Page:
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Tuesday, May 3, 2016

Coffee can be grounds for change

Friday, December 16, 2011

(Photo)
Ordering coffee used to be one of the easiest things in the world. It was once such a simple pleasure: Black, two sugars, thank you very much.

Oh, sure, you could have cream, too. But dump in a little too much, and pretty soon somebody asks, "Oh, you like Boston coffee, huh?" Like Boston cream pie, I suppose.

Back in the day, every movie detective worth his rumpled trench coat ultimately sidled up to the counter at the corner diner in some cheesy transitional scene and ordered up a "cup of Joe."

That even carried over to TV in the 1990s. Special Agent (Dale, not D.B.) Cooper made a ritual of it, alternately seeking out Laura Palmer's killer and "a damn fine cup of coffee" (which he took black, of course) in the drama "Twin Peaks." He was partial to "a good cherry pie," too, as I recall.

Businesses used to build coffee breaks into the daily schedule. Pretty soon our coffee wasn't just good to the last drop, it was a necessity to get through the workday.

But a funny thing happened on the way to the office coffee pot. Coffee got complicated. And I don't mean just deciding between decaf and drip grind.

Where a few cans of Folgers and Maxwell House once competed with Chock Full o'Nuts, store brands and instant varieties in an aisle of the local A & P, you now need a PhD in caffeine just to figure out which coffee to buy these days.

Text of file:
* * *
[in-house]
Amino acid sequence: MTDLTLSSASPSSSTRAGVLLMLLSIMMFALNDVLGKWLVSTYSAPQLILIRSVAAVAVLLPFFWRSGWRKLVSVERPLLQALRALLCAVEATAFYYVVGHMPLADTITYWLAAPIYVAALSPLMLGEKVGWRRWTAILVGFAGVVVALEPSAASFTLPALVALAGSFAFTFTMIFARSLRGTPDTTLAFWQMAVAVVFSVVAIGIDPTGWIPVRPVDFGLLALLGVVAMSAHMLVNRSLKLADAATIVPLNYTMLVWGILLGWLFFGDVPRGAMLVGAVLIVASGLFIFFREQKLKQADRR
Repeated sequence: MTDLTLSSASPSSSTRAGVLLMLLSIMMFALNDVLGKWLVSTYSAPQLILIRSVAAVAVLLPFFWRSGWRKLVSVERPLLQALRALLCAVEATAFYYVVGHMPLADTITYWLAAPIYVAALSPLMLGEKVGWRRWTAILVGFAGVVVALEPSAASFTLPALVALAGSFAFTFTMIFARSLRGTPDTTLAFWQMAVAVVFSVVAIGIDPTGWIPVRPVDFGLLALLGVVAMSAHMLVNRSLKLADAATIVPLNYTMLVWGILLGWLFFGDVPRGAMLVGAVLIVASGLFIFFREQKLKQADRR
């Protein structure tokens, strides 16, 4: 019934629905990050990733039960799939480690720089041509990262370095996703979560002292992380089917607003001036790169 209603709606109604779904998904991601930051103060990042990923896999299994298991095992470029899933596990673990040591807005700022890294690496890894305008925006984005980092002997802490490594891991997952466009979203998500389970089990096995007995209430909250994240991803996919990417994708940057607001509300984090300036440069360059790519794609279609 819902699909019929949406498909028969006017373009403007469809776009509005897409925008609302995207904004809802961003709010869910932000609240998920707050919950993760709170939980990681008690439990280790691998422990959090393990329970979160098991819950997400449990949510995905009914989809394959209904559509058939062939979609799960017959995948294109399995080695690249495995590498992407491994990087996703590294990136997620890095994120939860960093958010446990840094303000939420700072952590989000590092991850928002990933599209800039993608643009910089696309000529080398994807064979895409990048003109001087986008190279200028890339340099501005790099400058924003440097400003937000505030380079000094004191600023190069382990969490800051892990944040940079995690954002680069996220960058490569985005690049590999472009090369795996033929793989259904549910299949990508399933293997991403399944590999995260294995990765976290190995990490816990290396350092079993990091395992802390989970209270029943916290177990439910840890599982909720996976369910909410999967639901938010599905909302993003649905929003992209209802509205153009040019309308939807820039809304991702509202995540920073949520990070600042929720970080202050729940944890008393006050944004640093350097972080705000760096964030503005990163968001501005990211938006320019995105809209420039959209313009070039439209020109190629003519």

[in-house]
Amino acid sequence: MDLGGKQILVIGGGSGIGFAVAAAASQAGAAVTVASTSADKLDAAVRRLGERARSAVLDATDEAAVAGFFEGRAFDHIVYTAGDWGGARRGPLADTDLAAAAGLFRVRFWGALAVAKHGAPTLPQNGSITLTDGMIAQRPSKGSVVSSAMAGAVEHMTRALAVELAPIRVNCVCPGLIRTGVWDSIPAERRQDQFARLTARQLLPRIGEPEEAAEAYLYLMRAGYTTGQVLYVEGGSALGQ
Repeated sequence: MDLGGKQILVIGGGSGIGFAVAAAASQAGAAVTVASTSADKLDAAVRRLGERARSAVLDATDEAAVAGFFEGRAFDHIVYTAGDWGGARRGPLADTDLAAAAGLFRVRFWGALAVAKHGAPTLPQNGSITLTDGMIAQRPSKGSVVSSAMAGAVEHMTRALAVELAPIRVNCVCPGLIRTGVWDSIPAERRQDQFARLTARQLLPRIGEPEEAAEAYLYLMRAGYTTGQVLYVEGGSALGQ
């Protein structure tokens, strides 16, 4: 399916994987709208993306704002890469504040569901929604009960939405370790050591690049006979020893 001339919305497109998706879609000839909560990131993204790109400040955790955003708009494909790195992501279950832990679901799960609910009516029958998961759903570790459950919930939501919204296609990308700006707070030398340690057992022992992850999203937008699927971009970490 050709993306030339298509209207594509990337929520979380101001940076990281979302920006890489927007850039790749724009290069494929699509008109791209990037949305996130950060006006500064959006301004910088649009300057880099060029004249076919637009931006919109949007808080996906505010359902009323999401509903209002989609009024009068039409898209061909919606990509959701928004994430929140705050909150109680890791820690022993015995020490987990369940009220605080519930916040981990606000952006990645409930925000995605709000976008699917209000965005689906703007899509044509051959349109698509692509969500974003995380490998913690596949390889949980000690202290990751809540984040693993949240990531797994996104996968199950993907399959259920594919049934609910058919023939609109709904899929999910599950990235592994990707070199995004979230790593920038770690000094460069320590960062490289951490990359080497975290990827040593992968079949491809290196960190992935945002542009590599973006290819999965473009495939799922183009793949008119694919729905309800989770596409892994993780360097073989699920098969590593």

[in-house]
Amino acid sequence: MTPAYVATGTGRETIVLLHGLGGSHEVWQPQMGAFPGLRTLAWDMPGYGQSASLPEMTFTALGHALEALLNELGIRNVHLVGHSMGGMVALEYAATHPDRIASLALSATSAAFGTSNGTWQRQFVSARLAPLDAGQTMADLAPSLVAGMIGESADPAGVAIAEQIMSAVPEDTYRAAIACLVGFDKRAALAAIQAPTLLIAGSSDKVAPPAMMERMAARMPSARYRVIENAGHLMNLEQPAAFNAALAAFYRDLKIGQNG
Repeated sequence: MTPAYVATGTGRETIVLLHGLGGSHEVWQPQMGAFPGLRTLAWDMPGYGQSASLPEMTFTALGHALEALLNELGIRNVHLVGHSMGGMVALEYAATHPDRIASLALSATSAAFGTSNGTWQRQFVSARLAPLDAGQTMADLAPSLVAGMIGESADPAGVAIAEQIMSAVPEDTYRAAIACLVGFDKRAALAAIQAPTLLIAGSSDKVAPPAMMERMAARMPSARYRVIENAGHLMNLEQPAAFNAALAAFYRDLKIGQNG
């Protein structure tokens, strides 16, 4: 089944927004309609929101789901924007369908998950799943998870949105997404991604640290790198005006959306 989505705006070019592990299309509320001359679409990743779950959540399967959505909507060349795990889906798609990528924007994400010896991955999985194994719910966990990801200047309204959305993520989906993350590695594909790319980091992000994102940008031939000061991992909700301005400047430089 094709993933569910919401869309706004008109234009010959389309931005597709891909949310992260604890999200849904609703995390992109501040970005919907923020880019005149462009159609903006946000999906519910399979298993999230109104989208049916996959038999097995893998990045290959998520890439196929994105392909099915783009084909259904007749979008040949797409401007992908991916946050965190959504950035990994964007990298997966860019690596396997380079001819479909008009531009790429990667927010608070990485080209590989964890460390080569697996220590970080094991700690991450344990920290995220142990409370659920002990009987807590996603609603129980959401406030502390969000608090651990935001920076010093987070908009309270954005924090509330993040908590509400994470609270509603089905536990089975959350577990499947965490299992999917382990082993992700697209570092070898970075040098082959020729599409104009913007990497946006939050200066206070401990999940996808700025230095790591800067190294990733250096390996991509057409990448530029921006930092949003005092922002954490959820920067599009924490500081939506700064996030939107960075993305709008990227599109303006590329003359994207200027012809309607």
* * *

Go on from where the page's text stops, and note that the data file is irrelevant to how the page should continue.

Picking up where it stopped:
There's ground and there's beans. Kona blend, Arabica, Java, Sumatra and Colombian.

Flavors like Hazelnut, French Vanilla, English toffee, Swiss mocha and caramel macchiato. Every flavor but Flav. Either roasted right into the beans or added via creamers like Candy Cane Coffeemate.

Sugar has yielded the sweetness to saccharine, Sweet 'n' Low, NutraSweet and Splenda. Now Splenda even comes with its own flavoring (the French vanilla is pretty sweet).

Man, it's intimidating enough just trying to order at Starbucks or one of those other $5 coffee places.

Latte? Well, la-di-dah. Espresso? I can't express my distaste enough. Half-caf? What's that, a kid-size hunk of veal?

The barista (fancy word for counter help) suggested I try a pumpkin spice latte the other day. That's when I knew what I really needed was an Irish coffee.

Black coffee with cream and whiskey? That I can understand.

Yep, this coffee culture has come a long way from my first taste of after-dinner java with mom and dad.

That became our evening tradition. Once the dinner dishes were done, the percolator would come out, the coffee would be brewed (not steamed, pressed or poured through someone's sweat socks) and mom would serve it up on those rickety, old TV trays as we watched "Columbo" or "Perry Mason" or Richard Kimble chasing the one-armed man.

Those memories came flooding back the other evening as I stood in front of bag after bag and can after can of coffee, trying to pick something that sounded interesting yet flavorful.

I picked up a 12-ounce bag of something called Highlander Grog and read with interest the package's side panel. Seems it's a blend of quality coffee, roasted pecans, Scottish brandy and 11 secret herbs and spices. (OK, so I made up that part about the secret herbs).

But it's kind of a nutty, spicy, boozy mixture that would make a pirate proud and smells for all the world like maple syrup.

Yep, that's my kind of coffee all right. Can't believe it took this long to find it.

So if I seem a little more jittery than usual these days, I thought it only fair that you all know: It's the maple syrup.